Angry at Heracles for running off seeking new adventure with the Argonauts, Eurystheus decided that the fifth labor would be the most humiliating of his tasks: cleaning the Augeian stables in single day.
Augeias was the king of Elis and owned the largest herd of cattle. Heracles wanted a tenth of the cattle as payment for cleaning the stable. Augeia readily agreed, not believing that it was possible to so in a single day.
The task was enormous, because of the number of stalls of the stable, as well as the sheer size of building. Heracles completed this task by diverting the water on the rivers Alpheius and Peneius to flow the stable.
Again, Eurystheus refused to count this as a labor. Eurystheus told Heracles, he must do any labor without payment. Therefore, Heracles had to do another extra task.
The sixth labor, Heracles was required to chase away Stymphalian Birds that were ravaging the countryside around the lake called Stymphalus.
The seventh labor, Heracles needed to fetch the Cretan Bull, the bull that belonged to Minos, king of Crete.
The eighth labor was to fetch flesh-eating mares of Diomedes. Diomedes was the king of the Bistones, in Thrace, who feeds human flesh to his horses. Heracles threw Diomedes to the mares, which they killed and ate the king.
There was a youth named Abderus, who was a son of Hermes. He was a squire and lover to Heracles. Heracles set Abderus to guard the mares. When Heracles had returned, he found that the mares had devoured the youth. Heracles built a Thracian city called Abdera, named after Abderus.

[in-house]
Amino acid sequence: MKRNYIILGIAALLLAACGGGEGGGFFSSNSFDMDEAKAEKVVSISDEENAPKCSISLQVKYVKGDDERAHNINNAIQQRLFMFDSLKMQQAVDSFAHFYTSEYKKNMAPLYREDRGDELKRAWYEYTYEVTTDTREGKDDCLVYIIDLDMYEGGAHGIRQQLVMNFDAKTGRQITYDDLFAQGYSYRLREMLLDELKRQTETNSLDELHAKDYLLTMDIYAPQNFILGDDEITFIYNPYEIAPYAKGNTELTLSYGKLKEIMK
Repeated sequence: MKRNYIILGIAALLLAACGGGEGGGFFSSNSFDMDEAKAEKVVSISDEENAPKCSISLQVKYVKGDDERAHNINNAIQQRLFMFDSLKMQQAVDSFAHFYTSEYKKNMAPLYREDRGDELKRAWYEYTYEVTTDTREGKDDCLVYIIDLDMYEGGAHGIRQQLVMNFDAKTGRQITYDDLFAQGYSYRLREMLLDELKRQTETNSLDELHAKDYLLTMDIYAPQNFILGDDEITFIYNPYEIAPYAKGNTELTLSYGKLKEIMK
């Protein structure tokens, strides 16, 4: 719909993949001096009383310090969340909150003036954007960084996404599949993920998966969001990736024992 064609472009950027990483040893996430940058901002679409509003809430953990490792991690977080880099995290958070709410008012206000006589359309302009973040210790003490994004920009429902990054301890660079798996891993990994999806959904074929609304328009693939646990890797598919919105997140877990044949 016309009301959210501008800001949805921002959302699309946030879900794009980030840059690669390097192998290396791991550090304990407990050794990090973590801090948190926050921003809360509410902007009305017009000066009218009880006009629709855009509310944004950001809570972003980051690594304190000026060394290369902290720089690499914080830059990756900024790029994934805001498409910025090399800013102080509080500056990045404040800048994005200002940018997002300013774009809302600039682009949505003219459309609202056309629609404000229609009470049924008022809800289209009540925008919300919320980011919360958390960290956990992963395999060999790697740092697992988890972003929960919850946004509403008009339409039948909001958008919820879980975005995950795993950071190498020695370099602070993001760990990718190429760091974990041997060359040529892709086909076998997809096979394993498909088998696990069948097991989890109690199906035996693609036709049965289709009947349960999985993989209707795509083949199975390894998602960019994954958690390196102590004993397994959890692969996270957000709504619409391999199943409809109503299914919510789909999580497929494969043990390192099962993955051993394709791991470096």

The tenth labour, Heracles was required to fetch cattle of Geryon. The work was long and hard, so Heracles became overheated from the sun. Heracles pointed his arrow at the sun, threatening to shoot the sun. Helios, the Titan God of the sun, was far from offended by the impetuous hero. In fact, Helios so admired the hero's boldness that the sun-god gave Heracles the Sun-cup made of gold. This gold cup was large enough for Heracles to sail past the Pillars of Hercules and into the Atlantic Ocean. Heracles had to kill the herdsman, Eurytion and the two-headed hound Orthus with his club, near the peak of Mount Abas. Menoetes, herdsman of Hades, witnessed all this, and went to Geryon with news of Heracles raiding his cattle. Geryon, who had three heads, was also killed when he pursued the hero to River Anthemus. Heracles then tried to make his home.
The Eleventh Labor, Heracles had to fetch the golden apples of Hesperides. The Hesperides ("Daughters of the Evening Star") were the daughters of the Titan Atlas and Hesperis (Evening Star). They cared for the grove of trees that bore the golden fruits in the Garden of Hesperides, property of Hera. The trees were guarded by a serpent or dragon with a hundred heads, known as Ladon, offspring of Typhon and Echidna.